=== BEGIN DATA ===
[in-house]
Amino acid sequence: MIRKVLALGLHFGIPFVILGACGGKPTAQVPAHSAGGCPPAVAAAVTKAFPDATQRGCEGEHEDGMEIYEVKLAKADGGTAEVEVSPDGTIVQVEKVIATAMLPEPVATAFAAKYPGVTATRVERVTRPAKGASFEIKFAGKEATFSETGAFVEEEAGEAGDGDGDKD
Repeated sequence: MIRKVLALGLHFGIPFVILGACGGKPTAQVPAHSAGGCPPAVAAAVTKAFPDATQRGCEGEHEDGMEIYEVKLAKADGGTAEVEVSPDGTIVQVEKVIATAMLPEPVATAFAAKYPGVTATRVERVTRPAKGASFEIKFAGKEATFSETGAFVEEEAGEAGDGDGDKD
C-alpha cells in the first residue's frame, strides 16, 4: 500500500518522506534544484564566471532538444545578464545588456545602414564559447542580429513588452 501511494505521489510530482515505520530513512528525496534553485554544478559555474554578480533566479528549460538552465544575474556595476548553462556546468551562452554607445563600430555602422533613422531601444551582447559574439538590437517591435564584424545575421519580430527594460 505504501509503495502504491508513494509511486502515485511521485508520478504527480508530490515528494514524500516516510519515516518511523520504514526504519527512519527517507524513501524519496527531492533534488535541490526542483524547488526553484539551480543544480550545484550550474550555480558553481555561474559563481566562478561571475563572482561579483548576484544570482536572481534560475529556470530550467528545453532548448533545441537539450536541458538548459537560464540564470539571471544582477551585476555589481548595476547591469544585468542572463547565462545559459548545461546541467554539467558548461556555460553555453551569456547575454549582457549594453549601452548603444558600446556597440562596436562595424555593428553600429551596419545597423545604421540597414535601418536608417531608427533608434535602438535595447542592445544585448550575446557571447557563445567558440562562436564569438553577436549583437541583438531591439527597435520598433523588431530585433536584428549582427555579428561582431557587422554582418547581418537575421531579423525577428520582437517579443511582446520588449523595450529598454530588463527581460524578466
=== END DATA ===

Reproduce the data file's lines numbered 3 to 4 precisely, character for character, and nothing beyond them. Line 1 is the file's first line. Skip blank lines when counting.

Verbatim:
Repeated sequence: MIRKVLALGLHFGIPFVILGACGGKPTAQVPAHSAGGCPPAVAAAVTKAFPDATQRGCEGEHEDGMEIYEVKLAKADGGTAEVEVSPDGTIVQVEKVIATAMLPEPVATAFAAKYPGVTATRVERVTRPAKGASFEIKFAGKEATFSETGAFVEEEAGEAGDGDGDKD
C-alpha cells in the first residue's frame, strides 16, 4: 500500500518522506534544484564566471532538444545578464545588456545602414564559447542580429513588452 501511494505521489510530482515505520530513512528525496534553485554544478559555474554578480533566479528549460538552465544575474556595476548553462556546468551562452554607445563600430555602422533613422531601444551582447559574439538590437517591435564584424545575421519580430527594460 505504501509503495502504491508513494509511486502515485511521485508520478504527480508530490515528494514524500516516510519515516518511523520504514526504519527512519527517507524513501524519496527531492533534488535541490526542483524547488526553484539551480543544480550545484550550474550555480558553481555561474559563481566562478561571475563572482561579483548576484544570482536572481534560475529556470530550467528545453532548448533545441537539450536541458538548459537560464540564470539571471544582477551585476555589481548595476547591469544585468542572463547565462545559459548545461546541467554539467558548461556555460553555453551569456547575454549582457549594453549601452548603444558600446556597440562596436562595424555593428553600429551596419545597423545604421540597414535601418536608417531608427533608434535602438535595447542592445544585448550575446557571447557563445567558440562562436564569438553577436549583437541583438531591439527597435520598433523588431530585433536584428549582427555579428561582431557587422554582418547581418537575421531579423525577428520582437517579443511582446520588449523595450529598454530588463527581460524578466